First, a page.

(Reuters) --Kurdish-led authorities hope the new corridor will end the economic isolation of their region, bordered as it is by hostile parties. For Damascus, the corridor holds out the prospect of sourcing fuel and food from the resource-rich northeast.
The service from Kurdish-controlled Qamishli to Aleppo city goes through territory captured from ISIS by Russian-backed Syrian government forces in February. Until then, only an intrepid few would make a journey that entailed crossing through areas held by ISIS and competing rebel groups.
"Before, there were no passengers, very, very few, because of the security conditions," said Ahmad Abou Abboud, the head of Qamishli office of the bus company that started the service in late April.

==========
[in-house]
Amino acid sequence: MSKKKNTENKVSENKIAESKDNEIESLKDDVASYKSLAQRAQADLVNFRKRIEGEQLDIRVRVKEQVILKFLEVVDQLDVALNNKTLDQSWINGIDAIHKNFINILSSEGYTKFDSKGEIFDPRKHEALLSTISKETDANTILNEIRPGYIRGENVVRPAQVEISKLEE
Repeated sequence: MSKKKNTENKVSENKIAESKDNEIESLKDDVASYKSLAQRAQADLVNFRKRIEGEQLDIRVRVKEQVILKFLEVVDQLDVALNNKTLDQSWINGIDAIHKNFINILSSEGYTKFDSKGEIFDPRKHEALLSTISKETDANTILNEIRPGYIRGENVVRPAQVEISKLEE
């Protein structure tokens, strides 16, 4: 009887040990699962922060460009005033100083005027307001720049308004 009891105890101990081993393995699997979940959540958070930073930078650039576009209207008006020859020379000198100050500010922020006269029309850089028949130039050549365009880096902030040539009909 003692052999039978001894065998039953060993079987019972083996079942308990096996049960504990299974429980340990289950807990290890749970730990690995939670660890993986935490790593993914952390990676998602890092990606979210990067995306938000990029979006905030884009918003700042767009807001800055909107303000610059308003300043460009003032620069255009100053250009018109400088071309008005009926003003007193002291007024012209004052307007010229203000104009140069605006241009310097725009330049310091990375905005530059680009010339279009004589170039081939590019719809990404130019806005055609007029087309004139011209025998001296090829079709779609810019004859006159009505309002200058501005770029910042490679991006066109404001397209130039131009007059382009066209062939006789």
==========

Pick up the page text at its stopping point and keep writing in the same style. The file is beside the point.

Demand has risen steadily since the first busses - sleek, white, air-conditioned coaches with purple curtains - went into operation. Weekly trips have increased from two to three, Abboud told Reuters in Qamishli.
A Kurdish official said so far the road was being used only for travel, not trade.
The new bus service is the result of one of the most important shifts in the map of the Syrian conflict in recent times, with the areas controlled by government forces and Kurdish-allied militias being linked up near the city of Manbij.